It was not surprising to find the $125 billion conglomerate, GE, betting long-term on embedding intelligence into their products by pouring billions of dollars under Jeff Immelt. The digital thrust will continue under the leadership of John Flannery, the CEO designate.
Products have the potential to emit a gold mine of data. It would be near-sighted not to use this gold mine to make life easier, customer experience better, the environment more sustainable and in the process, generate more revenue for the entire value chain.
The data can be mined using sensor technologies attached to the machines and using communications technologies and analytics to deliver value through diagnostics, predictions, alerts, automated decisions and actions, strategic insights – all at a speed and cost not available before.
As an example, if you are an industrial machine manufacturer you know that some of the challenges faced by your customers are: preventing failures, reducing unscheduled downtime, extending equipment life, lowering energy and operations cost and so on.
How good will it be for your customers? If you are able to add sensors which transmit data and your software does run-time diagnostics on parameters such as temperature, vibration, voltage fluctuations, pressure drops, leakages and so on. Potential problems are then flagged off by the analytics software and even time to failure is predicted accurately for the customer to take proactive action.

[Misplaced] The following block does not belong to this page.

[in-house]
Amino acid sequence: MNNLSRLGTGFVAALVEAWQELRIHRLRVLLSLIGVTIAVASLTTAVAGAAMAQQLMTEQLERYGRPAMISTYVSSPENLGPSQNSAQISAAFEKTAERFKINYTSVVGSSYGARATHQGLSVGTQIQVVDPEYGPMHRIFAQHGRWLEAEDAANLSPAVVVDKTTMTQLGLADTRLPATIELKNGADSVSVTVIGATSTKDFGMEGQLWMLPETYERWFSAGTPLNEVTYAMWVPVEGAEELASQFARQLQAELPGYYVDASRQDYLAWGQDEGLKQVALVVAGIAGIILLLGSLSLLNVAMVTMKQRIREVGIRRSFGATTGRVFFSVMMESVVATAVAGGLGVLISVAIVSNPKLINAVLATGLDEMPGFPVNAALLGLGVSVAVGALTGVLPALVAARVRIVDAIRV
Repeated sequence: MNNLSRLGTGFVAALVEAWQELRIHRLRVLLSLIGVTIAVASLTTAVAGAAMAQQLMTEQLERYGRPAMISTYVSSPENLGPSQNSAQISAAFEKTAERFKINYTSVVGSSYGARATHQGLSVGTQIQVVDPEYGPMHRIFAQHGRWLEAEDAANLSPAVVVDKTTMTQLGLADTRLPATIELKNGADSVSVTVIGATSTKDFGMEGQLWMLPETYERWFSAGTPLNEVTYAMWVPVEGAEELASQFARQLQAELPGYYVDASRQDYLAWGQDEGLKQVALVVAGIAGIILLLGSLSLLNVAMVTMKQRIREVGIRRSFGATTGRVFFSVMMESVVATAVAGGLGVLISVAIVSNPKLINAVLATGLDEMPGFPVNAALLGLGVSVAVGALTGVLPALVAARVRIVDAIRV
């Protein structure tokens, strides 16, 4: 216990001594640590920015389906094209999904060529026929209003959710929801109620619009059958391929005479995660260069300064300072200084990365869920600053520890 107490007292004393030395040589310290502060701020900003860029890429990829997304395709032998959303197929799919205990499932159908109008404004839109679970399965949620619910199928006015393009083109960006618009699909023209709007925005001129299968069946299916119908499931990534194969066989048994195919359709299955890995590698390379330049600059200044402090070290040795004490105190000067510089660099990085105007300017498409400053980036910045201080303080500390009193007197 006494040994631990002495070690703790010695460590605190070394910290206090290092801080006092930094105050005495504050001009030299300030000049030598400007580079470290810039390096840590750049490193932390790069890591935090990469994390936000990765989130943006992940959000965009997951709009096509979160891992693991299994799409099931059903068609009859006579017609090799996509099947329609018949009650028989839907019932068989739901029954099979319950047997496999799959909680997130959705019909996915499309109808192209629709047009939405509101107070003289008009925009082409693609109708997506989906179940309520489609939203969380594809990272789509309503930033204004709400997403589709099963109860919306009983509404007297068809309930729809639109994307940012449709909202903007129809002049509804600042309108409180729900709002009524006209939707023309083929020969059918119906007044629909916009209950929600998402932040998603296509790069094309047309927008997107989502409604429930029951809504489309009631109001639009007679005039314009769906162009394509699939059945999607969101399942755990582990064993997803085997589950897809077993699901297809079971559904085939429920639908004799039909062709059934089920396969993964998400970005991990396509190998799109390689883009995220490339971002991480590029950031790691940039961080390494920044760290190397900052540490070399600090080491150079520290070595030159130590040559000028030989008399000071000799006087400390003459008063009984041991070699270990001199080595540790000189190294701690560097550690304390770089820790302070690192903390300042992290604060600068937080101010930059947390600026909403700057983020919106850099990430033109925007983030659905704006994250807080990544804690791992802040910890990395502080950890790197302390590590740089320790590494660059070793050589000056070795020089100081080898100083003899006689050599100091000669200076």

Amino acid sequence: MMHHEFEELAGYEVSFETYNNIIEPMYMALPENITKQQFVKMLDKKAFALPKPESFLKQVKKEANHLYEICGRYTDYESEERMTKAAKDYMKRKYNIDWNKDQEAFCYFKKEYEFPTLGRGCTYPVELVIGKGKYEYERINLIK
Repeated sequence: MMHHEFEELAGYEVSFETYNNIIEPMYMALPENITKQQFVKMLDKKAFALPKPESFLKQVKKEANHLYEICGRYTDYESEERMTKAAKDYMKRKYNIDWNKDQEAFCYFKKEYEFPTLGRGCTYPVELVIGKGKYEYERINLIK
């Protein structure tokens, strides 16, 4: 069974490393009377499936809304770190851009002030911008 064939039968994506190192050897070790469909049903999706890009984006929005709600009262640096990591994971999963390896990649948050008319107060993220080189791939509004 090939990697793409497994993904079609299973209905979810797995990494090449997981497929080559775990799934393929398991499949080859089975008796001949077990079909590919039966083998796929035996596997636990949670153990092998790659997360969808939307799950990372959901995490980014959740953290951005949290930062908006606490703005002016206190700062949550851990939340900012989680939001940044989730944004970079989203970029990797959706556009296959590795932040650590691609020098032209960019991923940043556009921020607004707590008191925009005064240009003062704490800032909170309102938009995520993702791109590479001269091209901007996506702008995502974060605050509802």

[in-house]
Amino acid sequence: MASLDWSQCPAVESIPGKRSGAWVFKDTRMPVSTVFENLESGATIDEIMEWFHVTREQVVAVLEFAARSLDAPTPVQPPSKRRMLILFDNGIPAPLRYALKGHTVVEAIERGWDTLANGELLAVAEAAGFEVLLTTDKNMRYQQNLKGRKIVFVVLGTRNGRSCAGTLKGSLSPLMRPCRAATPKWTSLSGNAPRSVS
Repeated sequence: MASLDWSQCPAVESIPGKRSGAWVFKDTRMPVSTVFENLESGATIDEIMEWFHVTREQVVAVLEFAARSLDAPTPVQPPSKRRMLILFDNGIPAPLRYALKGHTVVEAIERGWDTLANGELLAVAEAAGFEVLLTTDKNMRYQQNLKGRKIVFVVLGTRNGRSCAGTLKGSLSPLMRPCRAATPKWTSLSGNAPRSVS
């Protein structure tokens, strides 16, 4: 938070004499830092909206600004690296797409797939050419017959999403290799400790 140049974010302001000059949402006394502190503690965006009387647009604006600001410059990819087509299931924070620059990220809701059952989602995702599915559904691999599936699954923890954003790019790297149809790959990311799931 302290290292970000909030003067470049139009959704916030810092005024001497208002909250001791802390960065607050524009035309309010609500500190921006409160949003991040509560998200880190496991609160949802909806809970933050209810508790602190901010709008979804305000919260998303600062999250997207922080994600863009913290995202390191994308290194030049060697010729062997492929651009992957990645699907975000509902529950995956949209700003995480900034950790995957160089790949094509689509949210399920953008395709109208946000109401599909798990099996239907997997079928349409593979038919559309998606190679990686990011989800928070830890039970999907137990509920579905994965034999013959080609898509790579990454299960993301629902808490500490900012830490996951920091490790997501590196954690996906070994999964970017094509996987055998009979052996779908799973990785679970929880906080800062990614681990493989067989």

What could be driving this strategic push for machine manufacturers?
Do manufacturers get it? A survey done by the MPI Group found that 63% of manufacturers believe that embedding intelligence in their products will increase profitability. Most are looking forward to increased revenues by adding these innovations to their products, increase in market share, access to data from products from the field and increased profit margins from products as major benefits.
Do customers get it? Here the challenge appears to be less easy. Beth Comstock, head of innovations at GE, who declares “You don’t go digital at your own peril”, admits that convincing GE’s customers about digitizing will take somewhat a little longer since they would like to see examples from others.
In conclusion, it can be said that, like the Internet, the Internet of Things (IoT) for industrial machines will get pervasive sooner than we think. After all, 50 billion machines are expected to have connectivity by 2020! Instead of trying to ignore it, industrial machine manufacturing companies should start embracing it.
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